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The latest stimulus from the Federal Reserve may spur more home sales, just not to the intended buyers.
By buying up $85 billion in Treasurys and agency mortgage-backed securities each month through the end of the year and $40 billion in MBS for each month after, the Fed may force some institutional investors to substitute these assets for others.
Investors would sell these bonds for riskier assets, and since the crisis struck in 2007, there's plenty of risk in housing.
"To the extent that the so-called portfolio balance effect of quantitative easing causes investors to demand alternative assets – such as direct exposure to housing – home sales to institutional investors could increase," said Paul Diggle, property economist with Capital Economics.
Much of even the fastest improving housing markets are dependent on cash buyers. More than 43% of Phoenix home sales in July were made with cash, up from 40% a year earlier, according to real estate analytics firm DataQuick.
Traditional investors in mortgage bonds were already looking to buy up properties. Two Harbors ($10.77 -0.36%), a real estate investment trust focused on agency and private-label MBS, is launching another company to acquire homes and rent them out.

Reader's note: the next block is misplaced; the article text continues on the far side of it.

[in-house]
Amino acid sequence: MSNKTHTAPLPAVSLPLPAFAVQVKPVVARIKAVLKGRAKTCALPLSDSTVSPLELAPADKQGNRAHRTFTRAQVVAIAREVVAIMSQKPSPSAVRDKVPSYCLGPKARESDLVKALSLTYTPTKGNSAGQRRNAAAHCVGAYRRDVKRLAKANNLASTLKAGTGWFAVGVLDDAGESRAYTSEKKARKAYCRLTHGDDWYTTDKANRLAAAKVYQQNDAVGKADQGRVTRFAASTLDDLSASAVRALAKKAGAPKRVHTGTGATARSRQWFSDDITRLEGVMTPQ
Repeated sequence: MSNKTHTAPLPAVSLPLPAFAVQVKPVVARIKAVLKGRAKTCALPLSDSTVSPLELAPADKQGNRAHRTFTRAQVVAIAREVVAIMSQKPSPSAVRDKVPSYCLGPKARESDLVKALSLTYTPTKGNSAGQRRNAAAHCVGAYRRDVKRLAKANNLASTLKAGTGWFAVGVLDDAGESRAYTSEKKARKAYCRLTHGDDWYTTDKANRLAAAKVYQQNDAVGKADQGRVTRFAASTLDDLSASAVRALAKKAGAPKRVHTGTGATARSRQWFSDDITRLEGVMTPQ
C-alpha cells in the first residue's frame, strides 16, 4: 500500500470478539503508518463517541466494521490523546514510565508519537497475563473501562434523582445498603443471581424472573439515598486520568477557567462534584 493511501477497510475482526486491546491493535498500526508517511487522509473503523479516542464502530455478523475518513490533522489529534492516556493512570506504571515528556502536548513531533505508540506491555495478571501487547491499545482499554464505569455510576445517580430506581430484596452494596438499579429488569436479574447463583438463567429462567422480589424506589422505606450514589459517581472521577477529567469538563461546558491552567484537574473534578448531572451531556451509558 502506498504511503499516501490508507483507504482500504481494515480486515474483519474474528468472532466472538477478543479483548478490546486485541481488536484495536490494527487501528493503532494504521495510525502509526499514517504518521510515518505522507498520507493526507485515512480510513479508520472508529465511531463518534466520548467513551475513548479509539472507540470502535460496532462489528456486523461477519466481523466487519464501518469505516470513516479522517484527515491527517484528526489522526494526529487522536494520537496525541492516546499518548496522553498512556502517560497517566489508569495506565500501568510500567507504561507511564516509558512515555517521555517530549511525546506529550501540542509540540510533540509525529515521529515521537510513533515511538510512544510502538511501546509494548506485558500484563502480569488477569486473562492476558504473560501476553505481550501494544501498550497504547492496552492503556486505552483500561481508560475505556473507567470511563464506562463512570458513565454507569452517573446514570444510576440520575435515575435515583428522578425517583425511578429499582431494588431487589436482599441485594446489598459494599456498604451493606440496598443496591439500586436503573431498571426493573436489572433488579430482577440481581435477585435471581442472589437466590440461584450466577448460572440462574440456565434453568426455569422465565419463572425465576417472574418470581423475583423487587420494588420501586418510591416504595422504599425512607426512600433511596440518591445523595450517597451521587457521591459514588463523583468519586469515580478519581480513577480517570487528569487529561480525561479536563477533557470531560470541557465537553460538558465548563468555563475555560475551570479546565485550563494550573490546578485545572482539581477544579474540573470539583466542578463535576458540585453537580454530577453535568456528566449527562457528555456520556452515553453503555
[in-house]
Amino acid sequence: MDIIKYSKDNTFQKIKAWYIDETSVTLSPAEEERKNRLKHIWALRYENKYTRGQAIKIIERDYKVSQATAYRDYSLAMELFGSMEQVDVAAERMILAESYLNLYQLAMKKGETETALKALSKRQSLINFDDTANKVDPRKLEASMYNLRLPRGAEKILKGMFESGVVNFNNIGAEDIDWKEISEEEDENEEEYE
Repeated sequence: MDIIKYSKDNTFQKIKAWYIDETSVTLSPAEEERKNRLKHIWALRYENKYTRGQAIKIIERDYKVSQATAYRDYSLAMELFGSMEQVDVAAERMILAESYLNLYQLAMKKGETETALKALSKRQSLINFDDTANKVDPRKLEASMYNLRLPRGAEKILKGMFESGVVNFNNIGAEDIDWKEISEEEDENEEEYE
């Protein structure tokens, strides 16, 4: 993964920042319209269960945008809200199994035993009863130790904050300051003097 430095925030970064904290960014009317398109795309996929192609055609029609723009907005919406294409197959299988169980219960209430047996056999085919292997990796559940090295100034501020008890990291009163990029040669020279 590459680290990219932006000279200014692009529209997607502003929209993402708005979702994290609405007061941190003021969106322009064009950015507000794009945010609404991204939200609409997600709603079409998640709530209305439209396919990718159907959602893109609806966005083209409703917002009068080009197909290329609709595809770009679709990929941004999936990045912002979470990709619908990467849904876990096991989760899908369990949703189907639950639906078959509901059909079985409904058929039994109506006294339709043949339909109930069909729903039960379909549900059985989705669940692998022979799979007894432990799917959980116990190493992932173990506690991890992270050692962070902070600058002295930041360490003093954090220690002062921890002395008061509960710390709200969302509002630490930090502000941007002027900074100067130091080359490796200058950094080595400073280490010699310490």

It's Fed Chairman Ben Bernanke's hope that the increase in activity from the investor side drives up prices for homeowners taking smaller returns on their savings. Instead, he said, the stimulus announced yesterday could return equity for the more than 10 million borrowers still underwater.
"My colleagues and I are very much aware that holders of interest-bearing assets, such as certificates of deposit, are receiving very low returns. But low interest rates also support the value of many other assets that Americans own, such as homes and businesses large and small," Bernanke said during a press conference Thursday.
Buy owner-occupant homebuyers remain the elusive last key for a housing market showing signs of a recovery. The stimulus announced this week may not make mortgages much cheaper. Any drop may be offset by an increase in guarantee fees Fannie Mae and Freddie Mac are set to charge in November. The lender passes those charges on to the homebuyer.
Diggle doesn't expect the 30-year fixed-rate mortgage to go lower than 3.25% after holding tight last week at 3.55%.
Too many are still looking for work and would be able to afford a home until they find one. This is where a wrinkle in QE3 might actually affect housing. Bernanke said the bond buying program won't stop until economic indicators – mainly unemployment – tell him to. Still, that might be a ways out.
"We believe MBS purchases could continue for at least six months, if not much longer," said JPMorgan Chase ($53.55 -0.56%) analysts said in a research note after the announcement.
The Fed has some room. As of June 30, it held roughly $840 billion in MBS. At one point after the crisis, it held as much as $1.2 trillion. At $40 billion a month, Chase analysts estimate the Fed won't reach the high for another 10 months.
"The bottom line is that the housing market will benefit from QE3. Just don't expect it to mark a step change in the housing recovery," Diggle said.
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